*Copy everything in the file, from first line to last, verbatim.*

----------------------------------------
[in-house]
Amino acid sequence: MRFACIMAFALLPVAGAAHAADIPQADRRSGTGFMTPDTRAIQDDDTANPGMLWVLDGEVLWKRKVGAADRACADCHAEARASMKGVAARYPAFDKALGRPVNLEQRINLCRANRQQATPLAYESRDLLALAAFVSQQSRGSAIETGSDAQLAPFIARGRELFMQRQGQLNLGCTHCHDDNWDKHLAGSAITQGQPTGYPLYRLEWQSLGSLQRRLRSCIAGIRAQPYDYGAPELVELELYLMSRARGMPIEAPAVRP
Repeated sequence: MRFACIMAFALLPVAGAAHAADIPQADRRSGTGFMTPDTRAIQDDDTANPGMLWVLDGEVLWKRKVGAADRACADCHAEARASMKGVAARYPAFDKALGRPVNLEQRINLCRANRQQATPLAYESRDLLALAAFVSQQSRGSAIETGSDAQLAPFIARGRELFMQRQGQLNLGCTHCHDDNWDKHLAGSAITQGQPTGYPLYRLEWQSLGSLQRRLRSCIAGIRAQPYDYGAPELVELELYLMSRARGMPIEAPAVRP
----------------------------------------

[in-house]
Amino acid sequence: MRFACIMAFALLPVAGAAHAADIPQADRRSGTGFMTPDTRAIQDDDTANPGMLWVLDGEVLWKRKVGAADRACADCHAEARASMKGVAARYPAFDKALGRPVNLEQRINLCRANRQQATPLAYESRDLLALAAFVSQQSRGSAIETGSDAQLAPFIARGRELFMQRQGQLNLGCTHCHDDNWDKHLAGSAITQGQPTGYPLYRLEWQSLGSLQRRLRSCIAGIRAQPYDYGAPELVELELYLMSRARGMPIEAPAVRP
Repeated sequence: MRFACIMAFALLPVAGAAHAADIPQADRRSGTGFMTPDTRAIQDDDTANPGMLWVLDGEVLWKRKVGAADRACADCHAEARASMKGVAARYPAFDKALGRPVNLEQRINLCRANRQQATPLAYESRDLLALAAFVSQQSRGSAIETGSDAQLAPFIARGRELFMQRQGQLNLGCTHCHDDNWDKHLAGSAITQGQPTGYPLYRLEWQSLGSLQRRLRSCIAGIRAQPYDYGAPELVELELYLMSRARGMPIEAPAVRP